This official position is in sync with public opinion in those countries. Locals generally sympathize with the Russian arrivals, though that sympathy is also sometimes tempered by suspicion and even fear. Given Putin’s penchant for launching wars with the purported aim of protecting ethnic Russians in those countries, the idea that tomorrow he may decide to “protect” those Russians who have escaped his grip no longer seems entirely outlandish.
Any immediate problems caused by the newcomers look set to be somewhat more mundane, however. There was already a shortage of places in Central Asian schools and kindergartens even before the Russian influx, while those renting apartments in large cities are worried by reports of people being evicted just so that their landlords can relet the property to Russians for twice the price.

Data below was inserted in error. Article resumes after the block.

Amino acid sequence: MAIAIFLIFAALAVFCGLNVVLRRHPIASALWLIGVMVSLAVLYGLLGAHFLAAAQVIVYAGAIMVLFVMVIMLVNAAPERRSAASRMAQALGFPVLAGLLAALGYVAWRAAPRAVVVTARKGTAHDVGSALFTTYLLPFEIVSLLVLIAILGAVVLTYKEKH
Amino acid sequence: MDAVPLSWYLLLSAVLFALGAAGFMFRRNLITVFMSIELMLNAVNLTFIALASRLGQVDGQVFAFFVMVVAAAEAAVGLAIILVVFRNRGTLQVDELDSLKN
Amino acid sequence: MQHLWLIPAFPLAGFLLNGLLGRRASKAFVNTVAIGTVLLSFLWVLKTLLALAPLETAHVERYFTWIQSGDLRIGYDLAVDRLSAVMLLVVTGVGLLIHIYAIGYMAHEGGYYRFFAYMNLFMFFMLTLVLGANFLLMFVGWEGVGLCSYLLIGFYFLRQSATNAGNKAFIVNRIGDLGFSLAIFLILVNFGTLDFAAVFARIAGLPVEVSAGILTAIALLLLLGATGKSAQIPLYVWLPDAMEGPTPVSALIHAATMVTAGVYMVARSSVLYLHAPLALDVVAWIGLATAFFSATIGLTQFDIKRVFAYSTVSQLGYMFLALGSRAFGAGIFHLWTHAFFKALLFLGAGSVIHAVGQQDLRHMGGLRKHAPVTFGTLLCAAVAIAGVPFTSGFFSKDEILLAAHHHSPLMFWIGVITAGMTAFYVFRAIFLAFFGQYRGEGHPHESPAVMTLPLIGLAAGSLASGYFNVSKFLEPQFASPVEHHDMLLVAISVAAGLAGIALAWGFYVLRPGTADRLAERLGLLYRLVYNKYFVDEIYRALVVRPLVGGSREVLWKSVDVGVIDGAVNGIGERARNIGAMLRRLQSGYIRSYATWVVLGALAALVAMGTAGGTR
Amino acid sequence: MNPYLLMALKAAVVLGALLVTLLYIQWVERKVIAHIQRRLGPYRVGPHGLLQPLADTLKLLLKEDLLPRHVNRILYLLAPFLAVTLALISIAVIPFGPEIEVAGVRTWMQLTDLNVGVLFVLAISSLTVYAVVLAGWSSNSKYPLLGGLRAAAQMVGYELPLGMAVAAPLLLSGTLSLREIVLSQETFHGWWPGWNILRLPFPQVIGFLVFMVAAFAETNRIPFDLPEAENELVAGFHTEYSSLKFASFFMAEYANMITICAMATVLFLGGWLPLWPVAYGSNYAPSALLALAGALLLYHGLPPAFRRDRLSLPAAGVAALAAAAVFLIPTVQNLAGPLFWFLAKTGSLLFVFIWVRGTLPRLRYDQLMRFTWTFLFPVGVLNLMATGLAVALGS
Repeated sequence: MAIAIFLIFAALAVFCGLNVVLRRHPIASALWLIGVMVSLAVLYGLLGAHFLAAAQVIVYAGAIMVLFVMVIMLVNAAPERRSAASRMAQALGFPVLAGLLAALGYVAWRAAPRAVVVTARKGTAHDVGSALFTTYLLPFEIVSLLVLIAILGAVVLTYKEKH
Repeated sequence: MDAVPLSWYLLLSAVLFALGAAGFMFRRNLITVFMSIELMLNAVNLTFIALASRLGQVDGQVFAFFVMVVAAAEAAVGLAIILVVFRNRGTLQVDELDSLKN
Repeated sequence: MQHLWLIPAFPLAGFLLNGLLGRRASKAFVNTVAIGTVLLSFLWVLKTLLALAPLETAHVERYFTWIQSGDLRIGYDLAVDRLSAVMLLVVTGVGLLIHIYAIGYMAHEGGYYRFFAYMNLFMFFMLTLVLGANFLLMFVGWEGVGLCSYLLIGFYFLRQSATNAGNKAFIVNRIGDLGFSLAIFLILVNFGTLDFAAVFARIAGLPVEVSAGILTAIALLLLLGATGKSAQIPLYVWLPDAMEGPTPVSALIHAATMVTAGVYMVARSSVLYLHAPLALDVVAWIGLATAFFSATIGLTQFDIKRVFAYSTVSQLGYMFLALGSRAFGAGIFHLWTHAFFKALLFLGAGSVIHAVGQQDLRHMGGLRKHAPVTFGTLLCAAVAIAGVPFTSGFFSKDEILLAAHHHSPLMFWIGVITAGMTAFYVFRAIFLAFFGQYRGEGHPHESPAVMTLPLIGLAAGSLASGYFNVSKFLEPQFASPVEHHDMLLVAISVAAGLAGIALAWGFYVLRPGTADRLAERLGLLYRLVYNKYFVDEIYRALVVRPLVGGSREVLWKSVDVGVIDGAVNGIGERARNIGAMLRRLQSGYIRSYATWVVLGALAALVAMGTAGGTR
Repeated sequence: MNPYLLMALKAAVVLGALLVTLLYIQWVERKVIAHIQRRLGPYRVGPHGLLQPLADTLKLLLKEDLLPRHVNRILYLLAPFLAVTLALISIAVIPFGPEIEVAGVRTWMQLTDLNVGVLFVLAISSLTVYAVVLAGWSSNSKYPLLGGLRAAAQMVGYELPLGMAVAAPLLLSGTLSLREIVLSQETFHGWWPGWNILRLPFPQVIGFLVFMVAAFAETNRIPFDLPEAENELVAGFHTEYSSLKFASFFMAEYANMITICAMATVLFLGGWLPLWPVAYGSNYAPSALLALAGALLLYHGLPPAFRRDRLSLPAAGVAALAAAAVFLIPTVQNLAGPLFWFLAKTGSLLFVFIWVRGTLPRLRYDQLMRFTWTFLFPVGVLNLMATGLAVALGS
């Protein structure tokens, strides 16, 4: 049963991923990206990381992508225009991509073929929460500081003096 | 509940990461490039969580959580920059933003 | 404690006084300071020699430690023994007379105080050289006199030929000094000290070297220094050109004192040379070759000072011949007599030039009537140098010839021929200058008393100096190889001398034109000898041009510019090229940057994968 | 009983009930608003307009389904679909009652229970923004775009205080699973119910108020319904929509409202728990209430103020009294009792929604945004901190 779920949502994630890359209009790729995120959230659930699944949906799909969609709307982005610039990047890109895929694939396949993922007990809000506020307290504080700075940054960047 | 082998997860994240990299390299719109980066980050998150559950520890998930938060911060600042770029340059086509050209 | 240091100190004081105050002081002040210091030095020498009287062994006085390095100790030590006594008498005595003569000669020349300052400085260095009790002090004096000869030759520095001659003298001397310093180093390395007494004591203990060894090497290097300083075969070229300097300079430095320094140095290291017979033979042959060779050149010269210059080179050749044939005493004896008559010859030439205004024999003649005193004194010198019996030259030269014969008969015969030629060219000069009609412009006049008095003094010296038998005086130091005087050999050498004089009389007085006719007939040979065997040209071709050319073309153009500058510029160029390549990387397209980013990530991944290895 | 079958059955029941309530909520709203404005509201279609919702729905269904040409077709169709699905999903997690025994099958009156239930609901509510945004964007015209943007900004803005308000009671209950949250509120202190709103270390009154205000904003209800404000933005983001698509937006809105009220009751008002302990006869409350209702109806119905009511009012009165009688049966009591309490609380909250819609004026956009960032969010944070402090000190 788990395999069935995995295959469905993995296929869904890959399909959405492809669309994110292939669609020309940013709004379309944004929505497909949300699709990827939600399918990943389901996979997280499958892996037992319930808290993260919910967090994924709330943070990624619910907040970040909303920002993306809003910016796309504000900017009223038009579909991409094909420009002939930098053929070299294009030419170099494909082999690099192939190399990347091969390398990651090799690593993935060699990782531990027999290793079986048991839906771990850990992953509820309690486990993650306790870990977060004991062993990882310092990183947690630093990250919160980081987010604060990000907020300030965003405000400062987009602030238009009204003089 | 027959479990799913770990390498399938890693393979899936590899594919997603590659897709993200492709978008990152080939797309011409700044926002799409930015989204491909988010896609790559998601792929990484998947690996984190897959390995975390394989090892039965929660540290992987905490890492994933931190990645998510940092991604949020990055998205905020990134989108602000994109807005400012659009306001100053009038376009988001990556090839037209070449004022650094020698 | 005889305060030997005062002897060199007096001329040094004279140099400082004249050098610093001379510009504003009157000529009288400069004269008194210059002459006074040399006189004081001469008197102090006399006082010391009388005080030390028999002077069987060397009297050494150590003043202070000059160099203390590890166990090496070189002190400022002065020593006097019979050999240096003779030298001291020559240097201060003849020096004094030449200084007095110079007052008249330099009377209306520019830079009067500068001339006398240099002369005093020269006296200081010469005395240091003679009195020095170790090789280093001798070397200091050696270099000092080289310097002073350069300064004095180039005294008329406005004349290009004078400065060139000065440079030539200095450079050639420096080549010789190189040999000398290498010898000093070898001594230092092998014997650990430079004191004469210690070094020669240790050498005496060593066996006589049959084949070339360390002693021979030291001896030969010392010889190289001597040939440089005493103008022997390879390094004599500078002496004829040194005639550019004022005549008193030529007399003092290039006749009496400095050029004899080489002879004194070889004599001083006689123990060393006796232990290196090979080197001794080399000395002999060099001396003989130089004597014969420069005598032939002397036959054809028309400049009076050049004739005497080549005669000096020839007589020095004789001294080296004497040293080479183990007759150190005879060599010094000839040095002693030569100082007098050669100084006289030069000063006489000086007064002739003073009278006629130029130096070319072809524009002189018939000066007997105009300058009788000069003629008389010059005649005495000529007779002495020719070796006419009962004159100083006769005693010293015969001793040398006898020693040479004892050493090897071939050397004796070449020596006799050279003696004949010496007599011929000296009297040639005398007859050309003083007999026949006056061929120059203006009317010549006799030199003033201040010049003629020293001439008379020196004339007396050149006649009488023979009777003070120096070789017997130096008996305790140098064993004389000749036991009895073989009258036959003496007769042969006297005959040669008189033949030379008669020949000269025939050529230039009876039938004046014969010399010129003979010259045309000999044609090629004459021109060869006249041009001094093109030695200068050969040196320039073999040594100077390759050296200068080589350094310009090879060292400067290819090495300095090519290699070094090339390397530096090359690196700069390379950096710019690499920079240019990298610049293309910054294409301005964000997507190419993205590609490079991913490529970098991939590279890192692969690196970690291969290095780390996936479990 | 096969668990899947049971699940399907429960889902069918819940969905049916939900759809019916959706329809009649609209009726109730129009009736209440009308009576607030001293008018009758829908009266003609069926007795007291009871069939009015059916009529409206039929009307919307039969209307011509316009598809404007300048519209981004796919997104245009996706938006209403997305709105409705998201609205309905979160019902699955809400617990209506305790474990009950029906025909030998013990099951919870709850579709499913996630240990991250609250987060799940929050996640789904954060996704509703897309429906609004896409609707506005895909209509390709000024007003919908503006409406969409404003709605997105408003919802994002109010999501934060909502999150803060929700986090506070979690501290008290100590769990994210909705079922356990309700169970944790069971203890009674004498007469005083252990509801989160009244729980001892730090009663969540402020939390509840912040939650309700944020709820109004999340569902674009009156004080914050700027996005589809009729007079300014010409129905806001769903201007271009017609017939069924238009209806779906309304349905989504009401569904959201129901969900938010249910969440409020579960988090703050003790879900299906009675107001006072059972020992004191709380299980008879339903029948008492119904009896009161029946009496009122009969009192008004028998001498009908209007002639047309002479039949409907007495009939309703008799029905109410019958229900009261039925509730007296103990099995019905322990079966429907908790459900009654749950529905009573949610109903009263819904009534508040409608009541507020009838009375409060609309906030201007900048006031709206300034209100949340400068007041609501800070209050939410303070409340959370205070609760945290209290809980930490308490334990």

Nationalists, meanwhile, fear that the Russian influx may alter the ethnic compositions of their countries, especially in areas like northern Kazakhstan or Kyrgyzstan’s capital Bishkek, where ethnic Russians already constitute a significant percentage of the population.
The wave of Russian migration comes at a time when political tensions are running high in every one of the post-Soviet countries. Kazakhstan is undergoing a structural transformation that began following the January unrest and should conclude with a snap presidential election in November. Uzbekistan is in the process of constitutional reform that has already led to bloodshed. Kyrgyzstan and Tajikistan recently saw a fresh round of border clashes, and their conflict remains unresolved. Armenia and Azerbaijan are again locked in battle over the Karabakh region.
So far, only Kazakh President Kassym-Jomart Tokayev has dared to make a veiled comment on the cause of the exodus of Russians following the mobilization announcement. “Most of them have to leave because of the current desperate situation,” he said.